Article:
Bruce Perry, MD whose website can be accessed here, is a leading expert in the field of maltreatment and traumatized children.  I have participated in workshops, conferences and even a year long academy that Dr. Perry led and always found his insights helpful. Dr. Perry always has great blogs and today’s was no different. Since it matched the theme of this week’s sessions, some families asked that I re-post Dr. Perry’s blog:
Human beings are meant to move.  Walking, running and physical activity are at the core of the developmental process.  The natural educational experience of a curious child requires movement.  Yet our modern educational systems are disrespectful of the natural and positive effects of movement, rhythm and exercise.  We ask young (and old) children to sit and not move for hours on end – and somehow have the expectation that this is important in helping them learn.  We even pathologize movement and label age-typical movement in young children as “hyperactivity.”

Many studies in the past have documented the positive effects of exercise.   In a large cohort study (Asberg et al., 2009) of more than 1 million Swedish men, physical fitness and IQ were correlated.  Cardiovascular fitness between age 15 and 18 predicted IQ at age 18 – with the most fit having the highest IQ.  Two other studies have documented specific changes in key parts of the brain that appear to be related to exercise and physical activity.  Aerobic fitness, hippocampal volume and memory performance were correlated one study (Chaddock, et al., 2010) and in another from the same group, (Chaddock et al., 2010), basal ganglia volume was related to aerobic fitness and perfomance on cognitive testing – with higher fitness associated with higher cognitive performance.  All of this reinforces what hundreds of other studies have demonstrated; physical activity is good for the brain and good for education.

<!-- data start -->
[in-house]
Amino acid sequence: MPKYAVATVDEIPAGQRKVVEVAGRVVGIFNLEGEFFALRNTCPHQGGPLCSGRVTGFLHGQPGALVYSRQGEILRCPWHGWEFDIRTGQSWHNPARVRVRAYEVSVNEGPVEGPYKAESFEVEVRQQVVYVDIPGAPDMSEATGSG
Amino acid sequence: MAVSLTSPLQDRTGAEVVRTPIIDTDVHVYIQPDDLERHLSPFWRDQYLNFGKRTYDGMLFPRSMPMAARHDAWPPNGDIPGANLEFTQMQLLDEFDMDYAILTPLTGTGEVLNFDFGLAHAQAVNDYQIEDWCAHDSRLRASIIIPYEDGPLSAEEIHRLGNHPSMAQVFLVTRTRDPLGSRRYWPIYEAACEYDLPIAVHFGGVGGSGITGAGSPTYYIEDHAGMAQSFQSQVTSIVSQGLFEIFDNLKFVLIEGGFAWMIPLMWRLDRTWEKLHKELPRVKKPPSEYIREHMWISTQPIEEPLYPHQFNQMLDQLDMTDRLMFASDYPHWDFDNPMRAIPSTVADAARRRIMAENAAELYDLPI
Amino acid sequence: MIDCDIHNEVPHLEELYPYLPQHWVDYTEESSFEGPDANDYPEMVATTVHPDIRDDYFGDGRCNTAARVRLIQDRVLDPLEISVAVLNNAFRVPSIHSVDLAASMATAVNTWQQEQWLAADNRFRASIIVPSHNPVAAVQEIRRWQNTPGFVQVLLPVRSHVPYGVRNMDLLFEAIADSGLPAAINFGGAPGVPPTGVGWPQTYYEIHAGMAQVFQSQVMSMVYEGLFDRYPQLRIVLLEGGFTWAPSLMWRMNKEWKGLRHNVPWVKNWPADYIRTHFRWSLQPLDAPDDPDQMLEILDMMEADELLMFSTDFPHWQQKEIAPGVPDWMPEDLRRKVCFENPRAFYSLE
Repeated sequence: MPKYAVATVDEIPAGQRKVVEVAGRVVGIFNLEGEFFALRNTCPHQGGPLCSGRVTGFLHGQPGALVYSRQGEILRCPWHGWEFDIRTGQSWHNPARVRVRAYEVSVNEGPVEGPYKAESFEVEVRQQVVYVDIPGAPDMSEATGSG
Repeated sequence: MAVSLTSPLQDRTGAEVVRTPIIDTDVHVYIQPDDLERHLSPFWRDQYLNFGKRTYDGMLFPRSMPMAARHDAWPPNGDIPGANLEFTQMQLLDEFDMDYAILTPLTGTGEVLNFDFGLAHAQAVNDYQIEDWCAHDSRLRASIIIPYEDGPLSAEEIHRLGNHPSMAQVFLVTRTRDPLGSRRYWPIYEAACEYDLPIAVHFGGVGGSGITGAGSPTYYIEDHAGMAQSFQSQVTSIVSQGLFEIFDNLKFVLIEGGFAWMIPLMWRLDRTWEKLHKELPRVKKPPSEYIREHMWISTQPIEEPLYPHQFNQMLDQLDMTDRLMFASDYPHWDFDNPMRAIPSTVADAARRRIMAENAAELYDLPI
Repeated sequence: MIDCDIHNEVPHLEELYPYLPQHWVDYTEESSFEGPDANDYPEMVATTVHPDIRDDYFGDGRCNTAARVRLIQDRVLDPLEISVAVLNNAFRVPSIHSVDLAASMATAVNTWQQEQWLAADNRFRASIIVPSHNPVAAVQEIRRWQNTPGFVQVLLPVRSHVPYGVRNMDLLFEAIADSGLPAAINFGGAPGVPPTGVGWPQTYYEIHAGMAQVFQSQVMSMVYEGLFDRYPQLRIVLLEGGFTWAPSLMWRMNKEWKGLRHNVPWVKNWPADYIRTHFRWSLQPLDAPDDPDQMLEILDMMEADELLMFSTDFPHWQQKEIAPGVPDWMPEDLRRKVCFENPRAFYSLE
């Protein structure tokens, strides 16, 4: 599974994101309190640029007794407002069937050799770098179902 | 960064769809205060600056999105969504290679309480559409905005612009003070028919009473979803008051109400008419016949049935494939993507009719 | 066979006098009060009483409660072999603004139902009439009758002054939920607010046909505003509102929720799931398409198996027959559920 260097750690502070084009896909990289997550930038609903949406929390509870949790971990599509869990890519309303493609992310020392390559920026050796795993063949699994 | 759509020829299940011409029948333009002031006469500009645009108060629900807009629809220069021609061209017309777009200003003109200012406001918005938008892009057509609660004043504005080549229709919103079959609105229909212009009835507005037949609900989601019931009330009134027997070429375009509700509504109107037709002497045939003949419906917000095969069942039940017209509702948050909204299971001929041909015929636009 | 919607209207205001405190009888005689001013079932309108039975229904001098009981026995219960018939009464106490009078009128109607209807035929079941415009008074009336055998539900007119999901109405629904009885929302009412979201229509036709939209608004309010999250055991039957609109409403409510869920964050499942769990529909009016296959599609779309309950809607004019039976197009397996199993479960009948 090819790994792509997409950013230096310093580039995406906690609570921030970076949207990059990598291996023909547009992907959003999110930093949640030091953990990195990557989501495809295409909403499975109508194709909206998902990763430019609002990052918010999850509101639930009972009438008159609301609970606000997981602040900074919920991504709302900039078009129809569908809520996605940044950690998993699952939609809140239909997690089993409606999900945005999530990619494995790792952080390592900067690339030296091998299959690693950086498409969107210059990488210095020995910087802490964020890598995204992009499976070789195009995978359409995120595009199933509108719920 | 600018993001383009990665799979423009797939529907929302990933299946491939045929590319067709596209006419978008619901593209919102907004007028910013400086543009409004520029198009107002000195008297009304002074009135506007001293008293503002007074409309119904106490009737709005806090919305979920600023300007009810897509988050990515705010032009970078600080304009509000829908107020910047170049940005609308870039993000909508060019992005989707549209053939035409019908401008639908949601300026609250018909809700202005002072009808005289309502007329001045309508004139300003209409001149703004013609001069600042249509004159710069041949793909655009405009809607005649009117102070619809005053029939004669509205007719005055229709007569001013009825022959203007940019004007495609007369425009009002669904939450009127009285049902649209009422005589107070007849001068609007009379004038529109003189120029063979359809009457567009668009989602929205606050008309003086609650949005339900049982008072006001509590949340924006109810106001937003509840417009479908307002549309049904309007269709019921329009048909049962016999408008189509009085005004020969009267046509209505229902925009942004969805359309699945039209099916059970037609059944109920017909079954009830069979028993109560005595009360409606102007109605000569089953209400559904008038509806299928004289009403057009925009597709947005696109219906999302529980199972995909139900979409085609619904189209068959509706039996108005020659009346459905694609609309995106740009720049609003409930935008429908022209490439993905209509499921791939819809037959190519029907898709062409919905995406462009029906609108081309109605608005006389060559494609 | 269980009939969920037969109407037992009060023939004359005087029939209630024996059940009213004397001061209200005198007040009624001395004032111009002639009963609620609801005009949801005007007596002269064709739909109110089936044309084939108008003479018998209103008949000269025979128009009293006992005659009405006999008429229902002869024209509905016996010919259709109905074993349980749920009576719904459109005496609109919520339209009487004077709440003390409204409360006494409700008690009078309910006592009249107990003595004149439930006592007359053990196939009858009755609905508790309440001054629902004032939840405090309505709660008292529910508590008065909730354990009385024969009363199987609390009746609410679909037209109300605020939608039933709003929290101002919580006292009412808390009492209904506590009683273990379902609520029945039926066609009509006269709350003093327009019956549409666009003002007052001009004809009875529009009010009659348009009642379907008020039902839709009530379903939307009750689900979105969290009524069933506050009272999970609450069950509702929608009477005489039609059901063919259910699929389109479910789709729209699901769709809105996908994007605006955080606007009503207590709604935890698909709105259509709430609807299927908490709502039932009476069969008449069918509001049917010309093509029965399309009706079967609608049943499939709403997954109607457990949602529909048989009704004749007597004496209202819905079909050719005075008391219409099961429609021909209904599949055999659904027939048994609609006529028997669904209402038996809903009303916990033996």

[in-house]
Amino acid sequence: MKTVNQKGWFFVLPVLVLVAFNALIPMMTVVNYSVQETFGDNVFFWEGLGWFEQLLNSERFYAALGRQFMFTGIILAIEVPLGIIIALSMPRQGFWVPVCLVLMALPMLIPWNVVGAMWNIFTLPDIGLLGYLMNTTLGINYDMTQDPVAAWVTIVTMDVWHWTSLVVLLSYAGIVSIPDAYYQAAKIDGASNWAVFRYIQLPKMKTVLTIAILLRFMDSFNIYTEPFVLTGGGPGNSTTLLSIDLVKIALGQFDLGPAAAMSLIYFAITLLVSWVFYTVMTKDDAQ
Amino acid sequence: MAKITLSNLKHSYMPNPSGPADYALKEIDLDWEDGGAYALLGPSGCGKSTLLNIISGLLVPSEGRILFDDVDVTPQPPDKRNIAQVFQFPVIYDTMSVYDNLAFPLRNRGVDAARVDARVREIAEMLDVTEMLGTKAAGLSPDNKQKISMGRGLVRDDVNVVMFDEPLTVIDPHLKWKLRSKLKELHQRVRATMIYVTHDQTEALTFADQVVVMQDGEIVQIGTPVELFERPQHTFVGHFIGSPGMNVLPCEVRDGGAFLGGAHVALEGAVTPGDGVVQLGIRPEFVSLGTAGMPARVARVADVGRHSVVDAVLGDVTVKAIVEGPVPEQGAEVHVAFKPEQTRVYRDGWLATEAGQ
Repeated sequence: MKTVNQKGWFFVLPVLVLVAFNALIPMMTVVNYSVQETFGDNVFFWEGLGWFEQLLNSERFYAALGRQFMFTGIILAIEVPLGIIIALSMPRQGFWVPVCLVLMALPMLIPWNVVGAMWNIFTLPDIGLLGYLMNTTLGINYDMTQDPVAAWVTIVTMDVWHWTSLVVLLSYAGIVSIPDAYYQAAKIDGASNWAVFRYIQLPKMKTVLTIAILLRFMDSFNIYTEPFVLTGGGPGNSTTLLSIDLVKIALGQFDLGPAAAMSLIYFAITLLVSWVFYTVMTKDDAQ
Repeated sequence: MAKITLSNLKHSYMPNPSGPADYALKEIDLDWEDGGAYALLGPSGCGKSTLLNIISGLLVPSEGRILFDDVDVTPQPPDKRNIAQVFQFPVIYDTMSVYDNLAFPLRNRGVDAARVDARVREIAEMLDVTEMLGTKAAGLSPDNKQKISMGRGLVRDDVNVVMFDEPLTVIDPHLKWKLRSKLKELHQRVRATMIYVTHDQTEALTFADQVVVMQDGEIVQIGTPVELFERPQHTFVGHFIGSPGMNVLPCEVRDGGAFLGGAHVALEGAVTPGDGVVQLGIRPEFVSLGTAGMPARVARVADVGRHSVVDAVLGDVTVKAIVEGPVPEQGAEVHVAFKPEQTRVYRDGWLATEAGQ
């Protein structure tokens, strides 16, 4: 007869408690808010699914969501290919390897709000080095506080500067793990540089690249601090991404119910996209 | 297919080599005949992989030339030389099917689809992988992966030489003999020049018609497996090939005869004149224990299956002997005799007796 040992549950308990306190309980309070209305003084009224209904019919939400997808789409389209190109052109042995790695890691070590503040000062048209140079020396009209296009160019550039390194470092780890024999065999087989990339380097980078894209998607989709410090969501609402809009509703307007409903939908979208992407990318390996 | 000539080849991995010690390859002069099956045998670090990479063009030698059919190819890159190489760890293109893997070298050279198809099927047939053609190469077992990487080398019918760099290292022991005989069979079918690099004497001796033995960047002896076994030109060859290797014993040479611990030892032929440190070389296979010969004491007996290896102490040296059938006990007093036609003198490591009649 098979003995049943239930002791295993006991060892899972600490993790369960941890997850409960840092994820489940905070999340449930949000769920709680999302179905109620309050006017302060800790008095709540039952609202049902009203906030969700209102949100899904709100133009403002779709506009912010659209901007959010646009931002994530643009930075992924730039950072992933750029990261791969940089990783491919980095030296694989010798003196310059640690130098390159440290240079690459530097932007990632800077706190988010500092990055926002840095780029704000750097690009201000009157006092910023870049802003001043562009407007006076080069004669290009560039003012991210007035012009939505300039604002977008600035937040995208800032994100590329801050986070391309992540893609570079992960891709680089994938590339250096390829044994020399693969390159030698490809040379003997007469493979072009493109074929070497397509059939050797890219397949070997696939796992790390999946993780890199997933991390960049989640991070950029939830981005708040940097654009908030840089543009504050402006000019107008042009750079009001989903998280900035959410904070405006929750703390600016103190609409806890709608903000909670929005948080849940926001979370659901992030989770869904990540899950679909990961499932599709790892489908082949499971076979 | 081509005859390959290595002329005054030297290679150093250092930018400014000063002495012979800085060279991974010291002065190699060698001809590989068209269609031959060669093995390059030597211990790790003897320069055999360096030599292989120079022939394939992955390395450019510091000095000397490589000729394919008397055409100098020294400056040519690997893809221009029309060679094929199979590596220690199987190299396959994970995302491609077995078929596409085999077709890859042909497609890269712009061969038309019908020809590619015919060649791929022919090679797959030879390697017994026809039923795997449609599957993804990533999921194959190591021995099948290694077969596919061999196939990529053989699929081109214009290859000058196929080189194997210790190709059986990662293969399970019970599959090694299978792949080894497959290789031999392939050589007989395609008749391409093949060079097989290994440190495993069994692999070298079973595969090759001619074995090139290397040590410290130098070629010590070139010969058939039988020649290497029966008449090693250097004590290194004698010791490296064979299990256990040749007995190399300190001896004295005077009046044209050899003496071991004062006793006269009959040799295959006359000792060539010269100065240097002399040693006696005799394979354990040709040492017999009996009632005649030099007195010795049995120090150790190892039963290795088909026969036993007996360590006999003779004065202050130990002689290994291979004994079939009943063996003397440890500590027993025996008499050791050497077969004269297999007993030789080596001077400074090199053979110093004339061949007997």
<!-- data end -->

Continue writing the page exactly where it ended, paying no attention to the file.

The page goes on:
The positive therapeutic and educational impact of exercise and physical activity have been documented yet we continue to ignore this in the development of educational and therapeutic environments.  Children and youth are less and less physically active; schools are restricting recess and filing all available time with more and more instruction.  Fortunately there are several innovative programs for schools and therapeutic settings that are aware of – and acting on – the power of physical activity.  One of these is the Neurosequential Model in Education.  Members of the CTA’s NME work group have been working with several school settings to introduce and integrate somatosensory and physical activities, including aerobic activities, into the classroom.  Look to future Newsletters for updates on these and related projects.